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Bands Unite

Marjorie Solo, MC and musician at Warehouse 21 event. Photo by Jessie Leigh

Marjorie Solo, MC and musician at Warehouse 21 event. Photo by Jessie Leigh

From 5:30-10 p.m., Feb. 20 at Warehouse 21, local musicians and bands such as SFUAD’s Venus and the Lion, Marjorie Solo, and Scarlet Cortex (previously known as Ruder and the Shockwaves), will perform for the Rock & Roll Anti-Competition—an event at which everyone wins.

The system focuses on avoiding direct competition between performers by ensuring that all musical acts receive the recognition they deserve. Kurt Boyer, a drummer and producer from Denver who founded the Rock & Roll Anti-Competition, ensures the event unites both musicians and audience so that no one is excluded.

“The concept started about four years ago when me and some other musicians noticed a few things about local rock shows,” Boyer says about the drawbacks of typical events like band battles. “Everyone was playing to the number of people they drew. There were very few crossover listeners. Musicians would show up late or leave early instead of supporting each other. I even knew musicians who, if they played in an opening band, would schedule an after party, for a different location, that started before the show was over.”

A solution they came up with was to create the exact opposite of such an event, one where the atmosphere was about appreciating each other’s music and going back to the basics of what punk rock was all about.

“It’s basically everything that Battle of the Bands is not,” says SFUAD student Marjorie Solo, who is hosting the show and will play one of her original folksongs. “You don’t have to pay to play a show, artists come together and decide on a price pool and who’s going to get which prize.”

This event places a spotlight on collaboration. “It’s a show for local bands to come together and perform,” says Matt Ruder, a member of the band Scarlet Cortex. “A lot of young bands and musicians that are just starting out have trouble selling a certain amount of tickets to perform since they’re not as well known.”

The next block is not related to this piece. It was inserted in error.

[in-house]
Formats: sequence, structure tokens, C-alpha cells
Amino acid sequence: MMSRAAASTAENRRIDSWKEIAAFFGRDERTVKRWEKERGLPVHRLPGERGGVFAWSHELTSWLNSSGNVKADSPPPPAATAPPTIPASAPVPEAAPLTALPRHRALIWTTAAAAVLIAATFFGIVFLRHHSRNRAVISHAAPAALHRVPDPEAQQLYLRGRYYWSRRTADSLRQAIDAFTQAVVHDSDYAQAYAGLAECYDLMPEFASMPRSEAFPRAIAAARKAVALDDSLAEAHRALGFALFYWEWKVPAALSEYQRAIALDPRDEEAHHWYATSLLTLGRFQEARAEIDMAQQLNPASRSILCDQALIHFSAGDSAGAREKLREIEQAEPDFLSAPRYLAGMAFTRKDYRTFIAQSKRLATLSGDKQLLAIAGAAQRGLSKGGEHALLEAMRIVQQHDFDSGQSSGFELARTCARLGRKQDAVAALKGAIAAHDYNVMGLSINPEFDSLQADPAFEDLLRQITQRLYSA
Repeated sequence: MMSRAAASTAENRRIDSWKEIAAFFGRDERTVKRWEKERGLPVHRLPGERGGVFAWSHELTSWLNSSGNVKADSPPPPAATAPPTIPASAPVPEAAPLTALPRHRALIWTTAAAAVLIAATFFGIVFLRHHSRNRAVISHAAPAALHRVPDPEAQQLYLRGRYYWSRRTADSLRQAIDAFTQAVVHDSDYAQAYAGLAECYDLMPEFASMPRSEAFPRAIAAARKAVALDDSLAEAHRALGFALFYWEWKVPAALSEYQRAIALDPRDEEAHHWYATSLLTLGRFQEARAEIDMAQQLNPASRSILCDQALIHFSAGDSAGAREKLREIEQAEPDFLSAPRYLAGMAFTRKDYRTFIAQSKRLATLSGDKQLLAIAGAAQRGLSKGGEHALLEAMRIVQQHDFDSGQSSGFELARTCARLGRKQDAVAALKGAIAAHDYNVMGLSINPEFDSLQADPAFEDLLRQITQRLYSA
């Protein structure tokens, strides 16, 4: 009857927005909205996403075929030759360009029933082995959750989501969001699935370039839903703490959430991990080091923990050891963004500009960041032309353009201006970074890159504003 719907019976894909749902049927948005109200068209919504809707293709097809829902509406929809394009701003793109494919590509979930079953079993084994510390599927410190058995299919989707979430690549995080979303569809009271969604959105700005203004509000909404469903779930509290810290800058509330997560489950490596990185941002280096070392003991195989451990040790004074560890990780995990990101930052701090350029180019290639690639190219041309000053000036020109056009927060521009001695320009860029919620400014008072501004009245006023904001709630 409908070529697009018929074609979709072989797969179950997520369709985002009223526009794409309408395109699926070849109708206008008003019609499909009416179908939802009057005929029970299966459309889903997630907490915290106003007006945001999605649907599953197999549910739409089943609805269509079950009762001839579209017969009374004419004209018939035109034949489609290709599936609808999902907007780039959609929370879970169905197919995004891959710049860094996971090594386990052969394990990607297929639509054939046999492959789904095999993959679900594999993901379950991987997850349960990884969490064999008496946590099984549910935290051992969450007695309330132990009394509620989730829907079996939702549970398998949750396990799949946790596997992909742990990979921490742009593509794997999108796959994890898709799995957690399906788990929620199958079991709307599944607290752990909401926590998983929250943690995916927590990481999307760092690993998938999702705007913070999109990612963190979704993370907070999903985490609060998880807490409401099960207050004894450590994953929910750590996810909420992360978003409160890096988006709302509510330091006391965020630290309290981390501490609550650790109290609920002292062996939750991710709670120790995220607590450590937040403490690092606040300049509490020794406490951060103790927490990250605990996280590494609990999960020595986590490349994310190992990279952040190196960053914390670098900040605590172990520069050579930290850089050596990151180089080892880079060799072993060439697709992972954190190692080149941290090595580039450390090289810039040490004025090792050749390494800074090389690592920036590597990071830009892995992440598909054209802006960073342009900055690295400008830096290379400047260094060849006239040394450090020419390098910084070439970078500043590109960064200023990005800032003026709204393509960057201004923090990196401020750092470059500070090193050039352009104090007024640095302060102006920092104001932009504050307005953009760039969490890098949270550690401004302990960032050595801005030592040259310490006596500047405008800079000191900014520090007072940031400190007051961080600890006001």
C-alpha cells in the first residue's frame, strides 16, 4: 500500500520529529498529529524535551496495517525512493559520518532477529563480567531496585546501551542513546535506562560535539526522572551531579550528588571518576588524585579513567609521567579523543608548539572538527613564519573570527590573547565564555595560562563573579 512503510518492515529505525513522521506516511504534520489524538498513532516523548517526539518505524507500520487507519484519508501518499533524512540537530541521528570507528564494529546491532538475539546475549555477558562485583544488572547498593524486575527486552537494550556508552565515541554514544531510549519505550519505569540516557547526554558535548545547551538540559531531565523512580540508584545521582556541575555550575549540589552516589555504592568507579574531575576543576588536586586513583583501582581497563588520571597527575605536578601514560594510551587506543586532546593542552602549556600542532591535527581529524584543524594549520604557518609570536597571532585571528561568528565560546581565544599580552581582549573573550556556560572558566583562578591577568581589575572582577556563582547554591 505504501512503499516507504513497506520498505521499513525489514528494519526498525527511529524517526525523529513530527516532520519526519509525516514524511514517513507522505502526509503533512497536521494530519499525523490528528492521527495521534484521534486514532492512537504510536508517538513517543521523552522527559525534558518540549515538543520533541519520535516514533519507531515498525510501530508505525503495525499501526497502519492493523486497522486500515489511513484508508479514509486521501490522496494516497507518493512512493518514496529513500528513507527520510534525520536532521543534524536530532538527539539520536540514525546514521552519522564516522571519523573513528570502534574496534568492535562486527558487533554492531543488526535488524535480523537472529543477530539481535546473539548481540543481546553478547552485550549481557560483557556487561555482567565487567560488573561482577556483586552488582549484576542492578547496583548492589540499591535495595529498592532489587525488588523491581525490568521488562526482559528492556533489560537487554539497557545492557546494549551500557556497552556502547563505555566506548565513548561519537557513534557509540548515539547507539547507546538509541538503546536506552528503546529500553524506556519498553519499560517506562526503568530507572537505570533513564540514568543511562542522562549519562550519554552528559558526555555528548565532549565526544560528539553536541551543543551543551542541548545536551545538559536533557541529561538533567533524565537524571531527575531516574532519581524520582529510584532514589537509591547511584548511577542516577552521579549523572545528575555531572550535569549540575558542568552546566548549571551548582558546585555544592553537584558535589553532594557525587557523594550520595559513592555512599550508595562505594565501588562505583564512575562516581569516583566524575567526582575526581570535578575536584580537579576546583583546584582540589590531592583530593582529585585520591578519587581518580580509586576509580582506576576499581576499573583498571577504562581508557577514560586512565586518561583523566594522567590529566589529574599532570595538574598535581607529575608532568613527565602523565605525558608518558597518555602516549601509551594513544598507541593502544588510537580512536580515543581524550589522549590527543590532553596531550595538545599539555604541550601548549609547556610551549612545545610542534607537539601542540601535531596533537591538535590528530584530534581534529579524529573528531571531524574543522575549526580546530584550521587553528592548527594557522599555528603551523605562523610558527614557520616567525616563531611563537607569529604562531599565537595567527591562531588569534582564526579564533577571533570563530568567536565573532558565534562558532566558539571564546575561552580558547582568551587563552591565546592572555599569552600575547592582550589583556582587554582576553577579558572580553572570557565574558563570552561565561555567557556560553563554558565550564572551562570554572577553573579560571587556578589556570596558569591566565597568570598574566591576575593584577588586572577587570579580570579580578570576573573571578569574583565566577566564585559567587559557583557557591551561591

Band members of Scarlet Cortex, (from left to right) Darrell Luther, Nich Quintero, Matt Ruder, Marcus Difilippo, Dan Mench-Thurlow.

From left, band members of Scarlet Cortex: Darrell Luther, Nicholas Quintero, Matt Ruder, Marcus DiFilippo, Dan Mench-Thurlow. Photo by Jessie Leigh

Besides SFUAD bands, local high school bands Stealing Hearts and Choking on Air will also be playing. “It’s nice that the anti-competition is for all ages since a lot of venues have bars and don’t allow bands under 21 to even play,” says Dan Mench-Thurlow, who plays the saxophone for Scarlet Cortex and is a bass player for Venus and The Lions.

The event itself is also open to all ages. Tickets cost 7$ in advance and 10$ the day of the show.

“We’re looking for people who want to reject the mainstream and do something more holistic and communal. We try to have as much respect for the people welcoming the artists as for the bands themselves,” explains Boyer. “Venus & The Lion, for instance, are an incredibly mature band. If you played their record, you would never guess they were undergraduates in college.”

Along with other performances from bands such as Choking on Air and Stealing Hearts, the Rock & Roll anti-competition will feature a genre mash-up at the end. Bands will play outside of their typical music type and experiment with different styles. Scarlet Cortex for example, will be playing their first cover and mash-up of some Daft-Punk tunes. “We’re really excited to be playing at the Warehouse. The sound quality there is really great,” the band states. “We’re all looking forward to playing with musicians of the same age group, and to playing live.”

Or in the words of Marjorie Solo; “I <3 live music.”